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University suspends fraternity after racist video surfaces involving members

Published: Dec. 21, 2021 at 11:29 PM EST
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HENRICO, Va. (WWBT) - The University of Richmond suspended the Kappa Sigma fraternity Monday after a video surfaced over the weekend of its members singing a racist and offensive song. The university was also notified that the fraternity’s national headquarters had suspended UofR’s chapter.

Because of its offensive nature, the video will not be shown. But in the video, current and former fraternity members could be heard singing “The south will rise again” and ‘I want to be a slave owner.”

The university’s president, Kevin Hallock, released a statement to the student body condemning the video and those who participated.

“The behavior recorded in the video is shameful and despicable. I am appalled by what I have seen and heard,” Hallock said. “This is not who we are, nor who we aspire to be.”

But students like Shira Greer say Hallock’s words don’t easily convince them.

“To say that this is not who we are is a lie, and I think we just wanted to call that out really clearly,” the junior said.

Greer is a member of the Black Student Coalition at the University of Richmond, which was established in late February in response to the decision made by the university officials to retain the names of buildings that students argue are racist figures from the university’s past.

Greer says she is not surprised when racist videos from fraternities like Kappa Sigma surface because of that decision.

“Just seeing them display that so comfortably and openly in that video is always somewhat disturbing,” Greer said. “It’s not surprising because I think we know these sentiments exist among many members of our campus community.”

Hallock said he is calling on the university as a whole to treat others with respect and dignity.

“The future for our university is bright, and so many people here are working so hard to create a community of belonging for all who study and work at UR. But it takes all of us, and we must do better,” Hallock said.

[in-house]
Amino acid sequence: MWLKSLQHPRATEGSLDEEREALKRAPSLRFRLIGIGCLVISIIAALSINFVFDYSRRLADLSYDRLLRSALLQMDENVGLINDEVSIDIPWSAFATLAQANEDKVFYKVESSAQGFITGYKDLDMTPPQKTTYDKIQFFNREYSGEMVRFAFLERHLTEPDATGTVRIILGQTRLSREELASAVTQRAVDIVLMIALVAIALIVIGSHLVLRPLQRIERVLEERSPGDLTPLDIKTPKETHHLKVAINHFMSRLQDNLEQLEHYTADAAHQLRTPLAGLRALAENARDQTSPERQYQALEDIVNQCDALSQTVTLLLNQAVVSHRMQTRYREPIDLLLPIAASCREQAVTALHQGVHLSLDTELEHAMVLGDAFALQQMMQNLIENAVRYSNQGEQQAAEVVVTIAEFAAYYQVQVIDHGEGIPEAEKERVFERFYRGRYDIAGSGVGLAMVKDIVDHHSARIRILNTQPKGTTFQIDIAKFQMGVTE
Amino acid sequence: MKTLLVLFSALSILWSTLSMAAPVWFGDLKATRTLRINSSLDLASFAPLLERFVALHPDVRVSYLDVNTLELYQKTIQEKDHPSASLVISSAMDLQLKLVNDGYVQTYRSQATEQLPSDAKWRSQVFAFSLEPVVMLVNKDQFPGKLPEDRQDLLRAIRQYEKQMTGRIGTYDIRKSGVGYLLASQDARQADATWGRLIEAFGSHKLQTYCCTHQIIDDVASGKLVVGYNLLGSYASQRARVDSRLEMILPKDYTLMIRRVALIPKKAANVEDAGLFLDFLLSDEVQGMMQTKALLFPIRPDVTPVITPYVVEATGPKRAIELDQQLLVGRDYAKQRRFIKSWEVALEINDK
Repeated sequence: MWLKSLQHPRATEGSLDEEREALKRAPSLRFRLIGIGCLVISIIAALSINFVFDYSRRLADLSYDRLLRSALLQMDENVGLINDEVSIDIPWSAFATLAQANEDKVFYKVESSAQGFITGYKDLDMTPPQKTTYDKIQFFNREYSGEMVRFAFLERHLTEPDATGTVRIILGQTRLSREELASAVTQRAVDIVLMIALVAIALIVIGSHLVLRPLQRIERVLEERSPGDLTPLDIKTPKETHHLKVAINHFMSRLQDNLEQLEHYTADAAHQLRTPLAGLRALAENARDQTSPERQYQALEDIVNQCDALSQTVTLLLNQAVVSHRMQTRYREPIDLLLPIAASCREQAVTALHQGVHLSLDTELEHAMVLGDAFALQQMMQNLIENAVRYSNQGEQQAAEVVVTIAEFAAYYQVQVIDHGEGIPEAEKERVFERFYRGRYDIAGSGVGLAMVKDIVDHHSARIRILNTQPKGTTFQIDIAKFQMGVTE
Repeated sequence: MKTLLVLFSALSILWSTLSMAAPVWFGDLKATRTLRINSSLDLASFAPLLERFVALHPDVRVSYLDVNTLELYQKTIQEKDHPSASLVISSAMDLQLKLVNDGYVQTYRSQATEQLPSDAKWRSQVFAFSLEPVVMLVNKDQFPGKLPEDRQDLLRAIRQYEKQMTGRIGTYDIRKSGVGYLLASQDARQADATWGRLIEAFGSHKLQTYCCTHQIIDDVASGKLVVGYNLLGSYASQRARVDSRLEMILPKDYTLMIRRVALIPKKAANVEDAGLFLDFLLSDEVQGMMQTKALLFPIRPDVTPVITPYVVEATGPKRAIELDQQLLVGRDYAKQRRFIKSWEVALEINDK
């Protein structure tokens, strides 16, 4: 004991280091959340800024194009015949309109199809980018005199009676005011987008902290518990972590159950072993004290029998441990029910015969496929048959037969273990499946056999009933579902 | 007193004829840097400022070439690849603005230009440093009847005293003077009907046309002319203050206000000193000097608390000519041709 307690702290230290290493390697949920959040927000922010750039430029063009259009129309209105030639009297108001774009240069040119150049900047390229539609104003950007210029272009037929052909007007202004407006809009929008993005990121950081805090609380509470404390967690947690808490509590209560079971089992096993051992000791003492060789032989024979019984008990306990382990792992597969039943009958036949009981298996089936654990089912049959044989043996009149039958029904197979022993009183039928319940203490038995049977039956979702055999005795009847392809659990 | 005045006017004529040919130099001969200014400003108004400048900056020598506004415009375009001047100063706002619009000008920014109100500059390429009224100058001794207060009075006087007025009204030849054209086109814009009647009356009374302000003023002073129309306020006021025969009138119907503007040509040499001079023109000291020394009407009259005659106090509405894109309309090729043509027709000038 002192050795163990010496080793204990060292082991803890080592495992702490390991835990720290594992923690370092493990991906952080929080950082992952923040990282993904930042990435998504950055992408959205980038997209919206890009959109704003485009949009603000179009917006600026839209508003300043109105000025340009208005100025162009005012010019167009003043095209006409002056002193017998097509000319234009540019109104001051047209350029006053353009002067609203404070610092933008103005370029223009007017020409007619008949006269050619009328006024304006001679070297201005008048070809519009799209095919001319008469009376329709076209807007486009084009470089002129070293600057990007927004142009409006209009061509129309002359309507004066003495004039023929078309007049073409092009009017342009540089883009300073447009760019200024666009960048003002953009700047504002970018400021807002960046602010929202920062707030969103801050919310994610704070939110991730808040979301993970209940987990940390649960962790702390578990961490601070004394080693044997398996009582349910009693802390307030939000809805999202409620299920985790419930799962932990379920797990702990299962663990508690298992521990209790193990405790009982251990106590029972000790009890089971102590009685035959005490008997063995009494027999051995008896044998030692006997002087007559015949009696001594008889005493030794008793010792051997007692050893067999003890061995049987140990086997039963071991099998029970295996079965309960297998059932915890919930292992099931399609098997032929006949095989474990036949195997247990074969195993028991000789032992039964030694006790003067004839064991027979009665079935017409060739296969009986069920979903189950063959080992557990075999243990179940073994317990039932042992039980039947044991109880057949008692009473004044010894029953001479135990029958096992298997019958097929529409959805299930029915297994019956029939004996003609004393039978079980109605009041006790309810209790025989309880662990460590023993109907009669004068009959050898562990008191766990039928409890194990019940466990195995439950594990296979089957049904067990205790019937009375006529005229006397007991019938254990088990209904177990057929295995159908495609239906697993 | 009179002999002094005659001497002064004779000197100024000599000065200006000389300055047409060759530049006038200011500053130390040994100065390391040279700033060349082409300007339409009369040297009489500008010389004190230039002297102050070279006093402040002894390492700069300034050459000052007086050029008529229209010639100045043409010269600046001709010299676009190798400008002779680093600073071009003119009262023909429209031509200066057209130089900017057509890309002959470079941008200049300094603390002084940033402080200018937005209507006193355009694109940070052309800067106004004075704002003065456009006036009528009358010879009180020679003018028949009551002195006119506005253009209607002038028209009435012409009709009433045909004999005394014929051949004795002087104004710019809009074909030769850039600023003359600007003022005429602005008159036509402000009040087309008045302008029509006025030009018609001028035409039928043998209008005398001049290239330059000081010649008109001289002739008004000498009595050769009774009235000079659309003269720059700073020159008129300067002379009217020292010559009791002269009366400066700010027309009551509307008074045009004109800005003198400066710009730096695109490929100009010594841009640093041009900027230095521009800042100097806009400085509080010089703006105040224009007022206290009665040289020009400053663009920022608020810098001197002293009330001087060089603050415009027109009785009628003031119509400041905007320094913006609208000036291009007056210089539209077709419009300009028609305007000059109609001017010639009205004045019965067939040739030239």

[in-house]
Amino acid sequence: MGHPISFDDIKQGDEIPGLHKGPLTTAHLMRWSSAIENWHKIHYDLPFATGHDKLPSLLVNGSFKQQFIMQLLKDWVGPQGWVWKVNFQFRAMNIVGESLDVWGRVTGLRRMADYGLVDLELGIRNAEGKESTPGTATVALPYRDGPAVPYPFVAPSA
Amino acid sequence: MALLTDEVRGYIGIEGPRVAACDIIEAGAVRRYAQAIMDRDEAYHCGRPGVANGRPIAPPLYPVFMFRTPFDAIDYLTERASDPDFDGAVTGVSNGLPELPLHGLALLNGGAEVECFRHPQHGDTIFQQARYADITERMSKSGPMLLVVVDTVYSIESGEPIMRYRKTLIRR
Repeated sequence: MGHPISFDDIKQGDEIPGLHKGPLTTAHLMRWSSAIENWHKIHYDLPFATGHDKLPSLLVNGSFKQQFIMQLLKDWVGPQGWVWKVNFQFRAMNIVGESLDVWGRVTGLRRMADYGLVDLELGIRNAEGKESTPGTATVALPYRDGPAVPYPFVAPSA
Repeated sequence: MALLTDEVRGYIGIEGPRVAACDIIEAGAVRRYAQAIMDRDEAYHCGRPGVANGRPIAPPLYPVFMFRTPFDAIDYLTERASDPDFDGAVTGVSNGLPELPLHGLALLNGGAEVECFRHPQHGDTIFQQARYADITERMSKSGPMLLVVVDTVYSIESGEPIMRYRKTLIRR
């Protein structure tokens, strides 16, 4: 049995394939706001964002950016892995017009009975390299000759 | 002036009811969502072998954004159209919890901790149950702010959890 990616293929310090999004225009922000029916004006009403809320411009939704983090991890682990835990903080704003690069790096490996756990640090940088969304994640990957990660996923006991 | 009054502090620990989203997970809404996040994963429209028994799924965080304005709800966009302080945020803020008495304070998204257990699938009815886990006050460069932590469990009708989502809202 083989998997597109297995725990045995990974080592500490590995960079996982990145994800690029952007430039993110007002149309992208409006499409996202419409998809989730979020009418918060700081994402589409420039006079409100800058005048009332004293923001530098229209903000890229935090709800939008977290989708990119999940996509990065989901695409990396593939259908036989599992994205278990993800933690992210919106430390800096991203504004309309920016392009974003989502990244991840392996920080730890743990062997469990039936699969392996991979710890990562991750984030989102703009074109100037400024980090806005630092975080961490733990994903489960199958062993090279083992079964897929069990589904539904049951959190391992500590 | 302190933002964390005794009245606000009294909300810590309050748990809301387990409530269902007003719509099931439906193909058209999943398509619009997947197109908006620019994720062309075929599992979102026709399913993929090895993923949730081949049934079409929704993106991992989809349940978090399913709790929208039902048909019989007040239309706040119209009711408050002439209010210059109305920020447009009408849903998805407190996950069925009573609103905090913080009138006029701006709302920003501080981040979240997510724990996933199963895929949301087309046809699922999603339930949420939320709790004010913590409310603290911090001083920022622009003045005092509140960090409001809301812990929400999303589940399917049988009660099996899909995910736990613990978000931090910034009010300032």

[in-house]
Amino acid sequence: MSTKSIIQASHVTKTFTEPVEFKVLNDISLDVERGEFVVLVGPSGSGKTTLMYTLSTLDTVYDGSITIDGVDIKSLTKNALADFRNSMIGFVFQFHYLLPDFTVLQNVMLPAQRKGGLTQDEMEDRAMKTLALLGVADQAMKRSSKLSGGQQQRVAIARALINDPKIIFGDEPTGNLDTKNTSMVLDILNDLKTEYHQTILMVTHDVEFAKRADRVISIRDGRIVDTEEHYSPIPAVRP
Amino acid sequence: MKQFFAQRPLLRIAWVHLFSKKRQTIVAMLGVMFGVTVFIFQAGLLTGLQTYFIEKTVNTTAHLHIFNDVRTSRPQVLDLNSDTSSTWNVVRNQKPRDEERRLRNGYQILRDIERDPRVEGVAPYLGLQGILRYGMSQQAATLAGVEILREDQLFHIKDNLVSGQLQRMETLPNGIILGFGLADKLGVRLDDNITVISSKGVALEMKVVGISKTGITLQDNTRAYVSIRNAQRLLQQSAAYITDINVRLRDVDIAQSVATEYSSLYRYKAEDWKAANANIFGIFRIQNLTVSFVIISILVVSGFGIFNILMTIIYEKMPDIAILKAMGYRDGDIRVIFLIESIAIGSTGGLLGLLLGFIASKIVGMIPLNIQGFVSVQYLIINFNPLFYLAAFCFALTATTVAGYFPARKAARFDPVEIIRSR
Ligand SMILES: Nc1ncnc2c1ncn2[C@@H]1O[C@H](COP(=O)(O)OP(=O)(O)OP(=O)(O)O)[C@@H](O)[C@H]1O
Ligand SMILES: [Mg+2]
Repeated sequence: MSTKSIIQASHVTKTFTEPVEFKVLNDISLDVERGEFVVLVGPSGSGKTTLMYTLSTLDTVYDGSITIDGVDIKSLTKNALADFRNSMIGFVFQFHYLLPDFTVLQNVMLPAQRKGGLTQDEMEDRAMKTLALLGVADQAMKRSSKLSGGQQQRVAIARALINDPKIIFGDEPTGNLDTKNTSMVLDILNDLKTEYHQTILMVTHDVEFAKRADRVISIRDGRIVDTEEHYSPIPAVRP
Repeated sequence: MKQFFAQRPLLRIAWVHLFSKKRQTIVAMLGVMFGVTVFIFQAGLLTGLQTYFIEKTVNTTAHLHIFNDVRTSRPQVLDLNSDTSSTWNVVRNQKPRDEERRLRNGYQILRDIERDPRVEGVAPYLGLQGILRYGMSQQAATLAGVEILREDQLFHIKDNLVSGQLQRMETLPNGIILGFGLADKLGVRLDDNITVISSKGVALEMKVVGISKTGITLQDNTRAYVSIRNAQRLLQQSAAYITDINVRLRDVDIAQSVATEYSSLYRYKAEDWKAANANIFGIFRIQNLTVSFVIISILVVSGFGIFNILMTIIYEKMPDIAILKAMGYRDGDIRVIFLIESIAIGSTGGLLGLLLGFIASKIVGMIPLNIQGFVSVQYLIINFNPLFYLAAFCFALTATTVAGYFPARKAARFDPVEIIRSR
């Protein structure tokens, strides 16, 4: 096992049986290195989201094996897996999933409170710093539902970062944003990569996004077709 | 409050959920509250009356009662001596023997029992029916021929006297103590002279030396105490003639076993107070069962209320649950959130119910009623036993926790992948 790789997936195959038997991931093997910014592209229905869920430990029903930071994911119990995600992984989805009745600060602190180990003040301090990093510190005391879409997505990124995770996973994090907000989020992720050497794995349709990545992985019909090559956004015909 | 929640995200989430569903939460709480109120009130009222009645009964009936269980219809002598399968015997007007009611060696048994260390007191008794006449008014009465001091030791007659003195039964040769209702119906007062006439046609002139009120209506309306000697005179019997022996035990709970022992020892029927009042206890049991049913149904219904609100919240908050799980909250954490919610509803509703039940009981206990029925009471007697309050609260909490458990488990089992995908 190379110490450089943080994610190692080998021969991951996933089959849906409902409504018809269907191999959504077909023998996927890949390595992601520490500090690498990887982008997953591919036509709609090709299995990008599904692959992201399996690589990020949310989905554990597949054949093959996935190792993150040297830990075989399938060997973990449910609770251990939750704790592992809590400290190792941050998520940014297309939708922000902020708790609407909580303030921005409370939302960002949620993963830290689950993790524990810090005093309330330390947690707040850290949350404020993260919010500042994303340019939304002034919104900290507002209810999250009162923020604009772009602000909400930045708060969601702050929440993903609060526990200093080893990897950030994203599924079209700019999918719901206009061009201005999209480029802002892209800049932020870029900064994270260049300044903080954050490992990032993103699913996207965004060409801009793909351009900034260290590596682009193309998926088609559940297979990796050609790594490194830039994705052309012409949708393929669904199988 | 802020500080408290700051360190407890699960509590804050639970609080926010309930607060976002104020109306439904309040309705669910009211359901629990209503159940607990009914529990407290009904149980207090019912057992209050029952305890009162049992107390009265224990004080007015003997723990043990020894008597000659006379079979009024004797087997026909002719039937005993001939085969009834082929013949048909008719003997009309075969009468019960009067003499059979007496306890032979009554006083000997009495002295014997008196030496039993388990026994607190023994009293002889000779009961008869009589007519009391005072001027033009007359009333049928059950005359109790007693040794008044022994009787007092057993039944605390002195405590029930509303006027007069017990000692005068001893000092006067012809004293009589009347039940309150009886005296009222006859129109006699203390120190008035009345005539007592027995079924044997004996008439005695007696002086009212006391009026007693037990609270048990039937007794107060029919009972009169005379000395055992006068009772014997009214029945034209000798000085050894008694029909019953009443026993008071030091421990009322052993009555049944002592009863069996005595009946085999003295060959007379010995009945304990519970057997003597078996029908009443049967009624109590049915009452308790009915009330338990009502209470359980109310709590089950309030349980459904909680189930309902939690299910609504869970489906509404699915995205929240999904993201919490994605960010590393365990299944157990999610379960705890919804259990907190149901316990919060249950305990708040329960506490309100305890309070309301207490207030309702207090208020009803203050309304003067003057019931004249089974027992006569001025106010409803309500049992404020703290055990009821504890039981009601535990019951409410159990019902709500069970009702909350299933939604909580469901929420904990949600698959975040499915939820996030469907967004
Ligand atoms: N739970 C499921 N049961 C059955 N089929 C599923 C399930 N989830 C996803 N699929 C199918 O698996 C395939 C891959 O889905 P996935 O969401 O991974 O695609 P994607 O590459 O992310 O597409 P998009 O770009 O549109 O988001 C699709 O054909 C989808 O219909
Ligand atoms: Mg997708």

However, Greer believes making things better means for the president to take action, particularly following through on a list of demands from the coalition to help make things right. Among those, Greer says the coalition is calling on the removal of Ryland Hall and Mitchell-Freeman Hall from its buildings.

“We are also continuing to push for the other demands as well for Black students, which include a multicultural house on campus and an endowed chair for Africana Studies that is upcoming,” Greer said.

The Student Government Association from the university is also slamming that video, saying in a statement this is not an instance limited to Kappa Sigma.

“The student governments are thoroughly disappointed and wanted to, again, denounce these actions on our campus community,” the SGA said. “This is not an instance limited to Kappa Sigma, as is evident by the past few months.”

“We want to make it clear that we are against the systems that continue to show themselves as perpetual agents in the normative culture of racism and other forms of hatred that have been apparent in the past few years. This video is just the latest in a series of abhorrent and unacceptable actions by members of our community,” the SGA said.

The university says an investigation is pending. It is also working on identifying all the students present in the video.

At this time, it is not clear how long the fraternity’s suspension will last or what actions, if any, will be taken against those who participated.

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